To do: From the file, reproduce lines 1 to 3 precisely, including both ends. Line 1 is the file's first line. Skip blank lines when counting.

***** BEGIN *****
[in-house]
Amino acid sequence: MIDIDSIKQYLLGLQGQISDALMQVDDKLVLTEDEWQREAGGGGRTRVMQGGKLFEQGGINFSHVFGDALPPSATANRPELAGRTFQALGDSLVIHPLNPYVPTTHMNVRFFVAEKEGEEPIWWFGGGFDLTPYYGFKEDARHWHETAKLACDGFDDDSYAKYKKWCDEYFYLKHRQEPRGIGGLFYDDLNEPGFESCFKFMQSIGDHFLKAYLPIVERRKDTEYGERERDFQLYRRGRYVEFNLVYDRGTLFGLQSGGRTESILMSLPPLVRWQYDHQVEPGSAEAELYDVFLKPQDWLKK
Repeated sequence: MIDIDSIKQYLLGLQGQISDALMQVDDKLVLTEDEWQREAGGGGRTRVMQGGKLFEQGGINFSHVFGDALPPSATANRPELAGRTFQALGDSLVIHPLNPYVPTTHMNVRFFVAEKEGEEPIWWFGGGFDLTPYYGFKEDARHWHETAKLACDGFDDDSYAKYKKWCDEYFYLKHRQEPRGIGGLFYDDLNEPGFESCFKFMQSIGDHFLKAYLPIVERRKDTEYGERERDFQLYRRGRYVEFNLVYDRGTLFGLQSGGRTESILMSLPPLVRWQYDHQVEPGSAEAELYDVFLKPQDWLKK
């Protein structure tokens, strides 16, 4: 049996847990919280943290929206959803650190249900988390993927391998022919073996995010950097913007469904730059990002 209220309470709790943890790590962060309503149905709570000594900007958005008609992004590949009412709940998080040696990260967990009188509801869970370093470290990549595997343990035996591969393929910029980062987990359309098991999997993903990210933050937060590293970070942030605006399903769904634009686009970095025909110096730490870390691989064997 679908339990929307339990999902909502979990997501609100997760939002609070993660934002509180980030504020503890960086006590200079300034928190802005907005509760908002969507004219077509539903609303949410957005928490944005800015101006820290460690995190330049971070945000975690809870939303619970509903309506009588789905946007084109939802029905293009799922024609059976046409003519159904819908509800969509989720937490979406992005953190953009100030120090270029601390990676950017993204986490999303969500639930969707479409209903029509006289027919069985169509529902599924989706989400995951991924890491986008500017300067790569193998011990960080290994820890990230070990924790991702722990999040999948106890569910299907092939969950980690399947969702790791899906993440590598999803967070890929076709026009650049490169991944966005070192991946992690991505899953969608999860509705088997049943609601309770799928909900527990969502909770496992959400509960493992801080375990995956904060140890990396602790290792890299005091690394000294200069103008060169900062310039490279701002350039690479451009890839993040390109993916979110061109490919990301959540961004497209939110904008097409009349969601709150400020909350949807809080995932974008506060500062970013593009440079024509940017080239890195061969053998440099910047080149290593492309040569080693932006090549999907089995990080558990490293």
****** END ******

[in-house]
Amino acid sequence: MIDIDSIKQYLLGLQGQISDALMQVDDKLVLTEDEWQREAGGGGRTRVMQGGKLFEQGGINFSHVFGDALPPSATANRPELAGRTFQALGDSLVIHPLNPYVPTTHMNVRFFVAEKEGEEPIWWFGGGFDLTPYYGFKEDARHWHETAKLACDGFDDDSYAKYKKWCDEYFYLKHRQEPRGIGGLFYDDLNEPGFESCFKFMQSIGDHFLKAYLPIVERRKDTEYGERERDFQLYRRGRYVEFNLVYDRGTLFGLQSGGRTESILMSLPPLVRWQYDHQVEPGSAEAELYDVFLKPQDWLKK
Repeated sequence: MIDIDSIKQYLLGLQGQISDALMQVDDKLVLTEDEWQREAGGGGRTRVMQGGKLFEQGGINFSHVFGDALPPSATANRPELAGRTFQALGDSLVIHPLNPYVPTTHMNVRFFVAEKEGEEPIWWFGGGFDLTPYYGFKEDARHWHETAKLACDGFDDDSYAKYKKWCDEYFYLKHRQEPRGIGGLFYDDLNEPGFESCFKFMQSIGDHFLKAYLPIVERRKDTEYGERERDFQLYRRGRYVEFNLVYDRGTLFGLQSGGRTESILMSLPPLVRWQYDHQVEPGSAEAELYDVFLKPQDWLKK